Now into the second half of 2018, corporate boards of directors should be focused on some key employment law developments that have transpired so far this year. While there are many recent developments in the employment law sphere, the five issues discussed below are some of the most notable and important for boards to focus on as they consider company policies and procedures. These issues touch on areas like compensable time for hourly employees, employee classifications, arbitrations, #MeToo, and religion in the workplace—areas all directors should be familiar with in order to manage the day to day affairs of the company and mitigate potential risk. Below are the employment law developments sophisticated corporate boards need to consider before the year ends.
(1) Review "De Minimis" Off-the-Clock Work
In Troester v. Starbucks Corp., the California Supreme Court held that employers must compensate California workers for the time they spend on certain routine tasks after clocking out, and rejected application of the federal de minimis doctrine. The Supreme Court noted that California employers bear the burden of instituting appropriate practices to prevent off-the-clock work. The Court concluded that, under California law, an "employer that requires its employees to work minutes off the clock on a regular basis or as a regular feature of the job may not evade the obligation to compensate the employee for that time by invoking the de minimis doctrine." This is because, as the Court noted, "a few extra minutes of work each day can add up."
ACTION TO CONSIDER: Companies with operations in California should review their timekeeping practices to determine whether any off-the-clock work occurs—especially on a regular basis. For example, work that's performed by employees before and after scheduled shifts. If necessary, these companies should consider new timekeeping tools or other means to ensure that employees are paid for all time worked. In some instances, it may be wise for companies to restructure jobs so that it is no longer necessary for employees to complete any job tasks before or after clocking out. In determining the best course of action, companies should consult with experienced counsel regarding practical steps to ensure compliance and to discuss any unintended consequences of proposed changes.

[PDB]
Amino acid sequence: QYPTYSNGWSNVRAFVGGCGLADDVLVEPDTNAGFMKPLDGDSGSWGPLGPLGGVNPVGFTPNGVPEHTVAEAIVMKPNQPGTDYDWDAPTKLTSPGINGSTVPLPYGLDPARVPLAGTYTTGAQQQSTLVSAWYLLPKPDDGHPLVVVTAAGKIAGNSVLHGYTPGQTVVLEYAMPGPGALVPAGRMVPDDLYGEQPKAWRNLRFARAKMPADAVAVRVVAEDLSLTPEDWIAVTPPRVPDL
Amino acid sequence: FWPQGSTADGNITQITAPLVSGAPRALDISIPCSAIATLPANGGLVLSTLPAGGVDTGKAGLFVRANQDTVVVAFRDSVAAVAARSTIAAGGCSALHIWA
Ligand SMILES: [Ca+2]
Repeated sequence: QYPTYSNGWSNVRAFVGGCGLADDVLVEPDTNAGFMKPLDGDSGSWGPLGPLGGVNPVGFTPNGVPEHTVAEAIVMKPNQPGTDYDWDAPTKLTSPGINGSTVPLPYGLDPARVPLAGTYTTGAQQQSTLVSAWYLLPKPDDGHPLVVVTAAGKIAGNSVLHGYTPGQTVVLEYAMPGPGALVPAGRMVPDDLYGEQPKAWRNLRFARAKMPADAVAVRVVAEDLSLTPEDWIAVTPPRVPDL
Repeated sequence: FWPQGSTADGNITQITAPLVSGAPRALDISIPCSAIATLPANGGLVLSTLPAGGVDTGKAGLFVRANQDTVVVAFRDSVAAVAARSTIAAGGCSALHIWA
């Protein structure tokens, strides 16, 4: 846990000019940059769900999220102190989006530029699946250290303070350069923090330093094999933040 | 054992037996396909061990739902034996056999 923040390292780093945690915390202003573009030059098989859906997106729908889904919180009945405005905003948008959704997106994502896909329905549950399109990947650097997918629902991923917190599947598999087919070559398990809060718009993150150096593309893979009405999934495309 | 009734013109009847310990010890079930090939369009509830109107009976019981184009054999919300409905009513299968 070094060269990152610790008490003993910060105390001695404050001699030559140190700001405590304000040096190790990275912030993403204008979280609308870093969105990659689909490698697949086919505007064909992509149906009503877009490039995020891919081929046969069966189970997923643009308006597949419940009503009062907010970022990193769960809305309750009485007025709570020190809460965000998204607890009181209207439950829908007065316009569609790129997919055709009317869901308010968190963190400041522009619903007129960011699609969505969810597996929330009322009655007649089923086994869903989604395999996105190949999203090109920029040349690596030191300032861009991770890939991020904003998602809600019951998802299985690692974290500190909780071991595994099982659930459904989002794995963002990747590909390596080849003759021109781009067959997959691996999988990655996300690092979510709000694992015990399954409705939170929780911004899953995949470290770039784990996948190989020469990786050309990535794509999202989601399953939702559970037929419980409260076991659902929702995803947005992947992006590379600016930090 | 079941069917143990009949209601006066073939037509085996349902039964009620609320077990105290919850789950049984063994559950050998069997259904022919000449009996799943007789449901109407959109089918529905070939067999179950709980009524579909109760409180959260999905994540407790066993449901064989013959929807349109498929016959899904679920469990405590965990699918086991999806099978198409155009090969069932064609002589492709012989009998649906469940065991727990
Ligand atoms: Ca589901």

(2) Revisit Employee/Non-Employee Classifications
In Dynamex Operations West, Inc. v. Superior Court of Los Angeles, the California Supreme Court established a new, three factor "ABC" test to determine who is an employee for purposes of wage and hour laws. This test puts the burden of showing that a worker in California is not an employee squarely on the company. The ABC test examines whether: (a) the worker is free from the direction and control of the hirer in connection with the performance of the work; (b) the worker performs work that is outside the usual course of the hiring entity's business; and (c) the worker is customarily engaged in an independently established trade, occupation, or business of the same nature as the work performed for the hiring entity.
ACTION TO CONSIDER: Companies with operations in California should review their current classification of contractors under this new test and consult with experienced counsel regarding any potential reclassifications. In the event that such reclassifications are necessary, companies should consider all tax obligations.
(3) Update Arbitration Agreements to Include Class Action Waivers
In Epic Systems Corp. v. Lewis, the U.S. Supreme Court ruled that employment arbitration agreements with class action waivers do not violate federal labor law. Employers may require that, as a condition of employment, employees agree to individually arbitrate their disputes rather than proceed by class action in court.